Lewis v. Illinois Department Of Corrections et al, No. 1:2014cv10098 - Document 68 (N.D. Ill. 2016)

Court Description: AMENDED MEMORANDUM Opinion and Order signed by the Honorable Virginia M. Kendall on 12/15/2016. Mailed notice(lk, )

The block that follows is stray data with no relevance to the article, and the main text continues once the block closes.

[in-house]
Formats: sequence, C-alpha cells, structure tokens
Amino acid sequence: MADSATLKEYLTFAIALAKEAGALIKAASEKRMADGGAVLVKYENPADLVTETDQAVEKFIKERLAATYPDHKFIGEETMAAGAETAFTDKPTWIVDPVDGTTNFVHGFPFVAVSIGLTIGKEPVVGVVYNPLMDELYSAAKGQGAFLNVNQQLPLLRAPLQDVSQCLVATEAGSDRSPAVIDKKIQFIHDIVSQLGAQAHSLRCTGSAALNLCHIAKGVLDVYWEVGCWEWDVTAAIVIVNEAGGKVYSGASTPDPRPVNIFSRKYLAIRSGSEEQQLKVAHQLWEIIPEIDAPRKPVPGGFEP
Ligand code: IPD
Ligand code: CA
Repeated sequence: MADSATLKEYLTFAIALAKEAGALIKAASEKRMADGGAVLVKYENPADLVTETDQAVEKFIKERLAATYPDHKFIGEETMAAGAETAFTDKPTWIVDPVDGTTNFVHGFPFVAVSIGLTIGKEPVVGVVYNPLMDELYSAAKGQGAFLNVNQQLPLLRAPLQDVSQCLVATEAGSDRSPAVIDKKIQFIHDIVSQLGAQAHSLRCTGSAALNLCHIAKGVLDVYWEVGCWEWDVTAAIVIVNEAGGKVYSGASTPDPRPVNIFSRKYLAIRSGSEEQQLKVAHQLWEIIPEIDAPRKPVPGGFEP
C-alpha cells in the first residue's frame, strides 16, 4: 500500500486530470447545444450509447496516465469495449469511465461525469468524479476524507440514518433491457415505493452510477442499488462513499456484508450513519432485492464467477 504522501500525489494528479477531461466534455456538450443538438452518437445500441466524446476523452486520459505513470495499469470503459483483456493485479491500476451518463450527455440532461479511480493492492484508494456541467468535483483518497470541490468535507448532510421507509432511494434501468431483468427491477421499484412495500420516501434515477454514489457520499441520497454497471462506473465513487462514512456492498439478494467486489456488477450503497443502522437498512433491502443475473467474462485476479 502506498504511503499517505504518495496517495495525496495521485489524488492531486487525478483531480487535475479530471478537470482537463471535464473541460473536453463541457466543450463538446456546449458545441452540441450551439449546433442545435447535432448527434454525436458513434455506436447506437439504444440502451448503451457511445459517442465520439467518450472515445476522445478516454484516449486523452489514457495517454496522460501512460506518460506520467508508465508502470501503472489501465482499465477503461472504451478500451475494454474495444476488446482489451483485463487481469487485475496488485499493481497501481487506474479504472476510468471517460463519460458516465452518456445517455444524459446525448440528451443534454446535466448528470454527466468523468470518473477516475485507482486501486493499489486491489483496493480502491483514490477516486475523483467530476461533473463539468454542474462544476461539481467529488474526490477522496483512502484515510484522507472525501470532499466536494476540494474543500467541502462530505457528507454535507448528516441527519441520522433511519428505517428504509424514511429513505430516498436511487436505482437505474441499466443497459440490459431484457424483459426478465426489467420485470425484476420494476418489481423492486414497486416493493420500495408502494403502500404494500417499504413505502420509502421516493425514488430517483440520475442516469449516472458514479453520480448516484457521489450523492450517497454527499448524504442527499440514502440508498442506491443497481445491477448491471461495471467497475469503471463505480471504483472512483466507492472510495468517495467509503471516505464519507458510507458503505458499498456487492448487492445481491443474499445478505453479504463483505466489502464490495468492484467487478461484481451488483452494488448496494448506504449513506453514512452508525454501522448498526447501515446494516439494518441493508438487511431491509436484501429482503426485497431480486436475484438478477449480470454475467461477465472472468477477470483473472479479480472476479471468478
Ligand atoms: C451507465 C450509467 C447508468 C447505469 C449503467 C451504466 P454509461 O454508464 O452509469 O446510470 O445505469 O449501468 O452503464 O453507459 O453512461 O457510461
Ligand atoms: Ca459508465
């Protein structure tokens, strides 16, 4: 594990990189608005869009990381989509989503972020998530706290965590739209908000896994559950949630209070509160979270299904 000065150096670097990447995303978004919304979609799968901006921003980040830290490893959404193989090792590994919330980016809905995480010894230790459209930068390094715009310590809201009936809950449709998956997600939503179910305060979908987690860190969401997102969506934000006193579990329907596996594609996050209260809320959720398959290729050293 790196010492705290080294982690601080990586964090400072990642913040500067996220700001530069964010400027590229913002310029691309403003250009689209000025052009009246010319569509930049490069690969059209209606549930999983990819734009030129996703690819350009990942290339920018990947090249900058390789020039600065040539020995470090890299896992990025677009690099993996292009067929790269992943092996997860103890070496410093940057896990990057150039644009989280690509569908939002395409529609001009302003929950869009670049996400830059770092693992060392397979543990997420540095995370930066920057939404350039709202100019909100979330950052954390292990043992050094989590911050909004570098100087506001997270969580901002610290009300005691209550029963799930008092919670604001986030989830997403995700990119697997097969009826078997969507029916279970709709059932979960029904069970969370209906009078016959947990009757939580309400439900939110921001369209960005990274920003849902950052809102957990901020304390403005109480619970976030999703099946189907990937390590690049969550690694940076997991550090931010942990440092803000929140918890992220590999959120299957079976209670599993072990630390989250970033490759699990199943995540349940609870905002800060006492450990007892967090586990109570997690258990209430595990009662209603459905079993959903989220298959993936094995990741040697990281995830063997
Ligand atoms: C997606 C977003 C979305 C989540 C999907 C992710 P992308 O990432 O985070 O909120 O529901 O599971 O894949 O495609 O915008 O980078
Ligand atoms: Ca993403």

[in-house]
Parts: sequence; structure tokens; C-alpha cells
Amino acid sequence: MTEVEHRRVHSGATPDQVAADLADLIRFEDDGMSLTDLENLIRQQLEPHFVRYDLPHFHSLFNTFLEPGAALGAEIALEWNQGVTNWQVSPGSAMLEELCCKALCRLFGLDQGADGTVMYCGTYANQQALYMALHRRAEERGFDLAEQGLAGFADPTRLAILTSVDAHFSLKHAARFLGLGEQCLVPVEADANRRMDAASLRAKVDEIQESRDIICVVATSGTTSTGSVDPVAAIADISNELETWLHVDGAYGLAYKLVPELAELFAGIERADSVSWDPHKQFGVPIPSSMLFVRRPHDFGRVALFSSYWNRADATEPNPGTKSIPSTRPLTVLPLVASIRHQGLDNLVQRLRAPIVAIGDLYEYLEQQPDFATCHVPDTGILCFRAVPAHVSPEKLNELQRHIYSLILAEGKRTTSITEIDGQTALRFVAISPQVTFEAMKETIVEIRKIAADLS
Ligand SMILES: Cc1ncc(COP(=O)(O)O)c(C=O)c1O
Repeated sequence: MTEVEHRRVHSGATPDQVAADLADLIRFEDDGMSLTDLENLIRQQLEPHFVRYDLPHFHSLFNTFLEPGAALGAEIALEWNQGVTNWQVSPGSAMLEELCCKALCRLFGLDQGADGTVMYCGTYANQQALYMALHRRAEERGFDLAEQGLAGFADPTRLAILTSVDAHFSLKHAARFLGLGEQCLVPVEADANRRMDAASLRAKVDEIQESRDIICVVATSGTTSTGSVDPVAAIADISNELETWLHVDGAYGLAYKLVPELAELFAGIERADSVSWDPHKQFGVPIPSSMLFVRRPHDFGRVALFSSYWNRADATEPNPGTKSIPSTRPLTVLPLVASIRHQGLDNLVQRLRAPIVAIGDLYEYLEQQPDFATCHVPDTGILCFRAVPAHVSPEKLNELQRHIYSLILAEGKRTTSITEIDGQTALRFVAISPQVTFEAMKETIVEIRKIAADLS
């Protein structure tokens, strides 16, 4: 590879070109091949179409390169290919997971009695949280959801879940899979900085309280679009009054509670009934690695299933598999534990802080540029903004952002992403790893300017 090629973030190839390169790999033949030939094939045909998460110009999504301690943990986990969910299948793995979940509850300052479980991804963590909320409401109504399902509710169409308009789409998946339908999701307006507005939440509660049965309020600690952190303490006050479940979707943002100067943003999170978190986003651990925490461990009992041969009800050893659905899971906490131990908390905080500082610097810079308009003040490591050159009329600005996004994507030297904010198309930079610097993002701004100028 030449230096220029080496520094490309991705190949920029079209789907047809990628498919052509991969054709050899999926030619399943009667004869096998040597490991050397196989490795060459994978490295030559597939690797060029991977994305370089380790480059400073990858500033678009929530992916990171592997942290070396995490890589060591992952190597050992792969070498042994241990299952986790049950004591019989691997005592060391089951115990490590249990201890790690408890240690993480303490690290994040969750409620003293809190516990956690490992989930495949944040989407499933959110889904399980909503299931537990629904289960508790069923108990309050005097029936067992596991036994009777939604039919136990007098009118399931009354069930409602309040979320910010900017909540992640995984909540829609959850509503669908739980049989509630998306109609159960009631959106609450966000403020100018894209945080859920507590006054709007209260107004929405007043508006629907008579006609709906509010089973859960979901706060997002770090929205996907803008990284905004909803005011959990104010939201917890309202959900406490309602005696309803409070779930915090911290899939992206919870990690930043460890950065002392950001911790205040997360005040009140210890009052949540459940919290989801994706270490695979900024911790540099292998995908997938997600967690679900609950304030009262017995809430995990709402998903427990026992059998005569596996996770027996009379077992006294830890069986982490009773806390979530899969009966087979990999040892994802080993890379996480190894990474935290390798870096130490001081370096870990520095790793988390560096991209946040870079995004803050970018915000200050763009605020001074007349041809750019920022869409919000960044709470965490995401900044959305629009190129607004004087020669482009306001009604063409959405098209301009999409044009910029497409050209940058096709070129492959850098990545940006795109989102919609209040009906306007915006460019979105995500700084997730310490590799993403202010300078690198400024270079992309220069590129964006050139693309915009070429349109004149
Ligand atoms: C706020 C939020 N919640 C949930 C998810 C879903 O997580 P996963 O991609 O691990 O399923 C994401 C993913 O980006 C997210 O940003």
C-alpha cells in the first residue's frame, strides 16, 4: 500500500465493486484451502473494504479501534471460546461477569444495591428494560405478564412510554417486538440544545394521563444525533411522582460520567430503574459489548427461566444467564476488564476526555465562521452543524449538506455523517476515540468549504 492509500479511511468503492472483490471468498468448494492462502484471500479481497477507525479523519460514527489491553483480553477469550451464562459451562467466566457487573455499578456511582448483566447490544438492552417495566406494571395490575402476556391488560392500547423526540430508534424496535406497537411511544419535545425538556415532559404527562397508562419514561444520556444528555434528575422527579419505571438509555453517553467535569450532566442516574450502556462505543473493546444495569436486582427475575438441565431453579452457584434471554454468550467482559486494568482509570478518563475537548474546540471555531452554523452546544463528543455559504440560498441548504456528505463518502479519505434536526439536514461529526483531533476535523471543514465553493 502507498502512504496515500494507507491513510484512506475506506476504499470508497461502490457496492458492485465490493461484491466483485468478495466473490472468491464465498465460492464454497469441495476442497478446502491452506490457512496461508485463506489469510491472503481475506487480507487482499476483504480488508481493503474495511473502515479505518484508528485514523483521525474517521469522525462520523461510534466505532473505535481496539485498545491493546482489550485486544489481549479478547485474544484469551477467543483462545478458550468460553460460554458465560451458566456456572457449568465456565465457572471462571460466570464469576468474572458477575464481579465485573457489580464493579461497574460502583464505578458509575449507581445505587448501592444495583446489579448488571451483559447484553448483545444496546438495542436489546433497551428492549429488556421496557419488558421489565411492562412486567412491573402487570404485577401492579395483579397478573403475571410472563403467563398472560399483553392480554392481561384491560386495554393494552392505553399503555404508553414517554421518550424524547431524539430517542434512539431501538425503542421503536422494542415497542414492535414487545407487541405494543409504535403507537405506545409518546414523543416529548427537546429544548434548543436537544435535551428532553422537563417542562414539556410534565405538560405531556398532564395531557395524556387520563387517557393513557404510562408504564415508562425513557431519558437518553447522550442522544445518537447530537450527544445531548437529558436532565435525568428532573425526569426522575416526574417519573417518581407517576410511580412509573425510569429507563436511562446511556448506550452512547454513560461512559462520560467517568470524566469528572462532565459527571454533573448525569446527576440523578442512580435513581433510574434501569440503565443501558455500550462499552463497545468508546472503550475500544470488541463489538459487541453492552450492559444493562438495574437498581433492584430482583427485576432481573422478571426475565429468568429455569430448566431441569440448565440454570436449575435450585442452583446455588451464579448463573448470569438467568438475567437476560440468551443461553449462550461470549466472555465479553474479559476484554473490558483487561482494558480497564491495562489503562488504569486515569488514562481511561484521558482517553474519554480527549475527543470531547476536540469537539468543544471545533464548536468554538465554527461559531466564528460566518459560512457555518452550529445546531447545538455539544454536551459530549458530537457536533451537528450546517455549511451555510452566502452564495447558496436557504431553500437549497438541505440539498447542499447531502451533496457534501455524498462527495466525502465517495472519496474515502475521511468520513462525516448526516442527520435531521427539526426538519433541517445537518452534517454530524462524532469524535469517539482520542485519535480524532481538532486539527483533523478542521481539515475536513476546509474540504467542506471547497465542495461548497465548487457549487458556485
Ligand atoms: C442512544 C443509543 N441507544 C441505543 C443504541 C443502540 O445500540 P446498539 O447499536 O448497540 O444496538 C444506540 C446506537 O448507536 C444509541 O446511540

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Lewis v. Illinois Department Of Corrections et al Doc. 68 IN THE UNITED STATES DISTRICT COURT FOR THE NORTHERN DISTRICT OF ILLINOIS EASTERN DIVISION CHRISTOPHER DONYELL LEWIS, Plaintiff v. WEXFORD HEALTH SOURCES, INC., And PRESENTLY UNKNOWN PHYSICIANS AND OTHER MEDICAL PERSONNEL, JOHN DOES, of WEXFORD HEALTH SOURCES, INC., Defendants. ) ) ) ) ) ) ) ) ) ) ) ) ) ) No. 14 C 10098 Judge Virginia M. Kendall AMENDED MEMORANDUM OPINION AND ORDER Plaintiff Christopher Donyell Lewis (“Lewis”) is a prisoner housed in the Illinois Department of Corrections. He filed a civil rights suit pursuant to 42 U.S.C. § 1983 against Wexford Health Sources, Inc. (“Wexford”) and Presently Unknown Physicians and Other Medical Personnel, John Does, of Wexford Health Sources, Inc.1 (“John Does”) for failing to provide adequate medical care for his sleep apnea in violation of the Eighth Amendment. Lewis is currently incarcerated at the Shawnee Correctional Center and was an Illinois prisoner at Stateville Correctional Center at the time of the events in question. Lewis seeks monetary damages to compensate him for his injuries. Wexford moved for summary judgment pursuant to 1 Lewis originally named Warden Tarry Williams as a defendant in his Complaint, but he voluntarily dismissed Williams when he filed his First Amended Complaint on May 9, 2015. (See Dkt. No. 17.) His First Amended Complaint and subsequent pleadings, including his Response to Defendants’ Motion for Summary Judgment, only refer to Defendants Wexford Health Sources, Inc. and Presently Unknown Physicians and Other Medical Personnel, John Does, of Wexford Health Sources, Inc., without continuing to name the Illinois Department of Corrections and University of Illinois at Chicago Hospital. (See id.; Dkt. No. 50; Dkt. No. 53.) This Motion for Summary Judgment only addresses Wexford and John Does. [44, 45] Therefore, there are no longer any claims against the Illinois Department of Corrections and University of Illinois at Chicago Hospital. The Court dismisses these two defendants. 1 Dockets.Justia.com Federal Rule of Civil Procedure 56. For the following reasons, Wexford’s Motion for Summary Judgment is granted. [44, 45] BACKGROUND The following facts are undisputed based upon the Court’s review of the Rule 56 statements unless otherwise noted. In July 2014, while in custody at the Cook County Jail as an inmate of the Illinois Department of Corrections (“IDOC”), Lewis participated in a one-night sleep study at the University of Illinois at Chicago Hospital (“UIC”). (See Dkt. No. 48, at 1-3, ¶ 1, 9; Dkt. No. 53, at 1, ¶ 1.) He was diagnosed with sleep apnea and prescribed a CPAP device2 to be used when he slept. (Id.) Before this, he had never woken up from not breathing or experienced shortness of breath while sleeping. (See Dkt. No. 48, at 3, ¶10.) Lewis used the machine from approximately July 21, 2014, to August 5, 2014 – or about two weeks – prior to his transfer to the Illinois Department of Corrections. (See Dkt. No. 46-2, at 11.) On August 5, 2014, Lewis was transferred from the Cook County Jail to Stateville Correctional Center (“Stateville”). (Dkt. No. 48, at 3, ¶ 11.) The State of Illinois contracted with Defendant Wexford, a private corporation, to provide medical services to inmates housed at IDOC facilities, including Stateville. (Id., at 1, ¶ 2.) When Lewis arrived at Stateville, none of his medical records contained his sleep apnea diagnosis, nor a prescription for a CPAP device. (See id., at 3, ¶ 12.) According to Lewis, he alerted two individuals, Dr. Diane and Nurse Chris, to his medical condition and the prescription for the CPAP device upon arriving at Stateville.3 (See 2 A Continuous Positive Airway Pressure (“CPAP”) Device is commonly used to treat sleep apnea by using a mild air press to keep airways open while the user sleeps. (See Dkt. No. 46, Exhibit C, at 2, ¶ 3 n.1.) 3 Lewis refers to Dr. Diane and Nurse Chris as Wexford employees, but Defendant Wexford argues that Lewis does not offer evidence to prove that these individuals were in fact employed by Wexford. For the purposes of summary judgment, Wexford admits that Lewis believes he spoke to individuals he believes are named “Dr. Diane” and “Nurse Chris.” (See Dkt. No. 53, at 1-2, ¶¶ 2.) 2 Dkt. No. 53, at 1-2, ¶ 2.) He told them that he had been using a CPAP machine while he was at Cook County Jail. (Id.) Lewis made a request for a CPAP device to Dr. Diane. (See Dkt. No. 48, at 4, ¶¶ 13-14.) Dr. Diane told Lewis that she would need a copy of his medical records from UIC in order to give him a CPAP device. (Id.) She asked Lewis to sign a release so that she could obtain them. (Id.) On August 5, 2014, the same day that Lewis arrived at Stateville, an authorization for release of information form was processed to investigate Lewis’s self-reported sleep apnea diagnosis and to evaluate whether he needed a CPAP device. (Id. ¶ 15.) Lewis believes that he communicated his medical condition to Dr. Diane and Nurse Chris on one or more occasions. (Dkt. No. 53, at 2, ¶ 5.) On September 19, 2014, after Lewis did not receive a CPAP machine for more than a month, he filed an Official Grievance. (See Dkt. No. 49, Exhibit A.) On the Grievance, Lewis indicated an emergency due to substantial risk of serious or irreparable injury. (See Dkt. No. 49, Exhibit A.) On October 28, 2014, Lewis was discharged from Stateville. (See Dkt. No. 48, at 35, ¶¶ 11, 20.) Before his discharge, Lewis never received the CPAP machine. (See id. at 4-5, ¶¶ 16-18.) During that time, Lewis’s medical records did not arrive at Stateville.4 (See id.) Lewis says he “has no knowledge as to whether Wexford Health Services knew or did not know, at the time period stated, that [Lewis] needed a CPAP device . . . .” (See id. ¶ 17.) During the 74 days that he was housed at Stateville, he never suffered a breathing attack nor was he hospitalized for any breathing issues. Lewis was subsequently incarcerated at the Vandalia Correctional Center. (See id. at 5, ¶ 20.) While he was there, Vandalia received the results of Lewis’s sleep study. (Id.) Based on 4 Lewis and Wexford dispute whether Lewis’s self-reported medical condition constitutes a confirmed diagnosis. (See Dkt. No. 48, at 4-5, ¶ 17.) 3 the sleep study results, a medical official named Dr. Afuwape made a referral for Lewis’s CPAP device, and Wexford approved. (See id.) Lewis filed an Amended Complaint alleging that Wexford and John Does were deliberately indifferent to his medical needs by failing to obtain a CPAP device for him. (See Dkt. No. 17.) Lewis seeks monetary damages for the pain and suffering resulting from these events. (See id.) The parties do not dispute that “Wexford does not have a policy denying inmates access to a CPAP device where such a device is indicated for an inmate’s care.” (See Dkt. No. 48, at 5, ¶ 21.) Lewis has not further amended his First Amended Complaint to identify and name specific individuals who were personally involved with the conduct addressed in the FAC. [44, 45] (See Dkt. No. 17; Dkt. No. 48, at 6, ¶ 22.) LEGAL STANDARD Summary judgment is proper where “there is no genuine dispute as to any material fact and the movant is entitled to judgment as a matter of law.” Fed. R. Civ. P. 56(a). In evaluating a motion for summary judgment, the Court’s primary function is not to “evaluate the weight of the evidence or to determine the truth of the matter,” but to determine whether there is a general issue for trial. Outlaw v. Newkirk, 259 F.3d 833, 837 (7th Cir. 2001). “A factual dispute is ‘genuine’ only if a reasonable jury could find for either party.” Nichols v. Mich. City Plant Planning Dep’t, 755 F.3d 594, 599 (7th Cir. 2014) (internal quotation marks and citation omitted). The party moving for summary judgment bears the initial burden of production to show that no genuine issue of material fact exists. Outlaw, 259 F.3d at 837 (citing Logan v. Commercial Union Ins. Co., 96 F.3d 971, 978 (7th Cir. 1996)). The burden may be discharged by showing “an absence of evidence to support the nonmoving party's case.” Id. (quoting Celotex Corp. v. Catrett, 477 U.S. 317, 323 (1986)). Upon such a showing, the nonmoving party 4 must set forth specific facts showing a genuine issue for trial. Id. (citing to Fed. R. Civ. P. 56(e)). The facts must demonstrate that the genuine issue is material and not simply a factual disagreement between the parties. Id. 259 F.3d at 837 (quoting Logan, 96 F.3d at 978). The “nonmovant fails to demonstrate a genuine issue for trial ‘where the record taken as a whole could not lead a rational trier of fact to find for the non-moving party.’” Id. (citations omitted). DISCUSSION Defendants move for summary judgment on the ground that Lewis “cannot establish deliberate indifference.” [44, 45] Defendants argue that Lewis has neither alleged that Wexford’s policies have violated his Eighth Amendment rights, nor that any specific individual acted with deliberate indifference. Lewis argues that the facts presented suffice to support his allegations that he communicated his diagnosis multiple times to Dr. Diane and Nurse Chris, and that these individuals did not take adequate action to secure a CPAP device for Lewis. There is no dispute that Lewis never received the CPAP machine during the time that he was housed in Stateville nor is there any dispute that he was never treated for any injury as a result of not having the CPAP machine. (See Dkt. No. 46-2, at 11, 19-21; Dkt. No. 48, at 4-5, ¶¶ 16-18.) The Plaintiff further has admitted that he cannot establish that there is a pattern or practice of denying inmates CPAP devices when they are needed, including stating that he knew that other people had CPAP machines. (See Dkt. No. 46, at 18-19; Dkt. No. 48, at 4-5, ¶¶ 16-18.) A claim of deliberate indifference to a serious medical condition has an objective and subjective component. To meet the objective component, a plaintiff must demonstrate that his medical condition is “objectively, sufficiently serious.” Farmer v. Brennan, 593 F.3d 610, 834 (1994). To satisfy the subjective component, a prisoner must demonstrate a sufficiently culpable 5 state of mind, “something akin to criminal recklessness.” Norfleet v. Webster, 439 F.3d 392, 396-97 (7th Cir. 2006). Negligence does not meet this standard. Id. I. Count I – Defendant Wexford A plaintiff can sustain a Section 1983 claim against a defendant in its institutional capacity if the plaintiff can show that the entity maintains a policy or custom that sanctions the violation of the prisoner’s rights. Monell v. Dep’t of Soc. Servs. of City of N.Y., 436 U.S. 658, 690-91 (1978); Woodward v. Correctional Medical Services of Illinois, Inc., 368 F.3d 917, 927 (7th Cir. 2004). Liability against an entity is not established under the doctrine of respondeat superior, but rather as a “direct cause” of the violation. Id. A plaintiff must demonstrate this liability through one of several available means. First, he can point to an explicit policy that has caused the violation of his constitutional rights. See e.g., Pindak v. Dart, 125 F.Supp.3d 720, 756 (N.D. Ill. 2015). Second, he can demonstrate a “widespread practice” “by showing a series of bad acts and inviting the court to infer” policymaking that rises to the level of culpability. Id. (quoting Hahn v. Walsh, 762 F.3d 617, 636 (7th Cir. 2014)). Third, he can allege that an individual with policy-making authority committed the constitutional deprivation. Id. (citing King v. Kramer, 763 F.3d 635, 649 (7th Cir. 2014)). Finally, he can allege that the entity’s failure to train led to the deliberate indifference of untrained employees. See id. (citations omitted). Lewis concedes that “Wexford does not have a policy denying inmates access to a CPAP device where such a device is indicated for an inmate’s care.” (See Dkt. No. 48 at 5, ¶ 21.) Lewis also failed to set forth any facts that support such a policy or practice. In fact, Lewis notes that other people at the correctional facility had CPAP machines, stating: “it’s not like [other people] weren’t getting them.” (See Dkt. No. 46, Exhibit B, at 68: 23-25, 69: 1-16.) He says that 6 he communicated his diagnosis and need for a CPAP machine to two individuals, Dr. Diane and Nurse Chris, neither of whom have been identified in the Rule 56 statements nor who have been added as defendants to this case. Lewis failed to present any facts that support that the nurse and doctor were in any policy-making authority position. (See Dkt. No. 17, at 5-6, ¶¶ 23-29; Dkt. 53 at 1-2, ¶¶ 1-2.) Further, Lewis fails to set forth any facts showing that Wexford’s failure to train these individuals caused his injuries. (See id. at 1-3; Dkt. No. 17; Dkt. No. 48; Dkt. No. 50.) Instead, Lewis points to a series of steps toward obtaining a CPAP machine without arguing that any unifying policy, custom, or widespread practice explains how Wexford violated his Constitutional rights. When he alerted Dr. Diane to his sleep apnea diagnosis and need for a CPAP machine, she asked him to sign a release form as a first step in obtaining the medical records needed to confirm his diagnosis and prescription. (See Dkt. No. 53, at 1-2, ¶ 2; Dkt. No. 48 at 3-4, ¶¶ 12-15.) Acting on that personal statement from Lewis, the doctor made an effort to verify the diagnosis and determine whether there was a prescription in place for the machine. On August 5, Wexford took action by processing Lewis’s authorization for release of information form. (See id. at 4, ¶ 15.) When Lewis arrived at the Vandalia Correctional Center, Wexford approved a referral for his CPAP device once the sleep study results arrived and confirmed Lewis’s diagnosis and prescription. (See id. at 3-5, ¶¶ 11, 20.) Further, Lewis does not dispute that Wexford did not know that he needed a CPAP device. (See id. at 5, ¶ 17.) Lewis therefore has failed to set forth any facts that a unifying policy, custom, or widespread practice exists and therefore Wexford cannot be held liable under a Monell theory of liability. Accordingly, Lewis’s Count against Wexford fails as a matter of law. II. Count II – Defendant John Does 7 To sustain a Section 1983 claim against a defendant in his individual capacity, a plaintiff must be able to establish: (1) that the plaintiff had an objectively serious medical condition; (2) that the defendant acted with deliberate indifference to that condition; and (3) that the defendant’s indifference caused the plaintiff’s injury. See Gayton v. McCoy, 593 F.3d 610, 620 (7th Cir. 2010). At summary judgment, the plaintiff has the burden of producing evidence sufficient for a reasonable jury to infer that the individual was deliberately indifferent to his condition. Love v. Nyklewicz, 641 Fed.Appx. 558, 562 (7th Cir. 2016). But see Gomez v. Randle, 680 F.3d 859, 866 (7th Cir. 2012) (finding claim against unknown defendants in § 1983 suit was prematurely dismissed at motion to dismiss stage). Because a deliberate indifference claim requires inquiry into the mental state of the defendant, a plaintiff must identify those individuals in order to bring a suit against them. Id. (citing Arnett v. Webster, 658 F.3d 742, 751 (7th Cir. 2011); Harper v. Albert, 400 F.3d 1052, 1065 (7th Cir. 2005)). Failure to identify these individuals at or before summary judgment, despite having an opportunity to do so through discovery, “dooms” the plaintiff’s claim. Id. While defendants must be given a reasonable opportunity to identify unnamed defendants and amend their complaint at the earlier stages of litigation, defendants must be given fair notice, including timely service. See Fed. R. Civ. P. 4(m); Donald v. Cook County Sheriff’s Dept., 95 F.3d 548, 555 (7th Cir. 1996); Delgado-Brunet v. Clark, 93 F.3d 339, 343 (7th. Cir. 1996); see e.g., Wetzel v. Sheahan, No. 97-2868, 210 F.3d 377, at *4 (N.D.Ill. Feb. 22, 2000). According to Lewis, he alerted two individuals, Dr. Diane and Nurse Chris, to his medical condition and prescription. (See Dkt. No. 53 at 2, ¶ 2). However, Lewis’s claims still state a suit against John Does. [44, 45] (See Dkt. No. 17.) Lewis has not amended his Complaint to name those individuals, despite having had the opportunity to do so through discovery. (See 8 id.) At this point, Lewis has failed to provide fair notice to the still-unnamed defendants before trial. See Delgado-Brunet, 93 F.3d at 343; see e.g., Wetzel, 210 F.3d at *4. Without identifying and bringing suit against named individuals, at this stage, Lewis has not sufficiently alleged a § 1983 claim against any individuals. See Love, 641 Fed.Appx. at 562. Lewis’s claim against John Does therefore also fails as a matter of law. Given that both counts fail as a matter of law for the above stated reasons, the Court need not reach whether Lewis failed to exhaust his administrative remedies or advance sufficient evidence to hold Wexford and John Does liable for deliberate indifference to his medical needs. The Court notes, however, that Lewis was given recruited counsel and did not respond to summary judgment without legal counsel. Even if this Court were to review the summary judgment against the unnamed Does, it seems highly unlikely that he would be able to overcome summary judgment because he has not set forth facts that show he was injured by the delay in obtaining the machine or that the delay was done with deliberate indifference. Although a breathing condition requiring a CPAP machine can be a serious medical condition, Lewis has failed to present facts showing that his rights were violated. CONCLUSION For these reasons, the Court grants Wexford’s Motion for Summary Judgment against Lewis pursuant to Rule 56. [44, 45] See Fed. R. Civ. P. 56. The Court expresses gratitude to the recruited counsel who have donated their time and assistance to Mr. Lewis. ________________________________________ Virginia M. Kendall United States District Court Judge Northern District of Illinois Date: 12/15/2016 9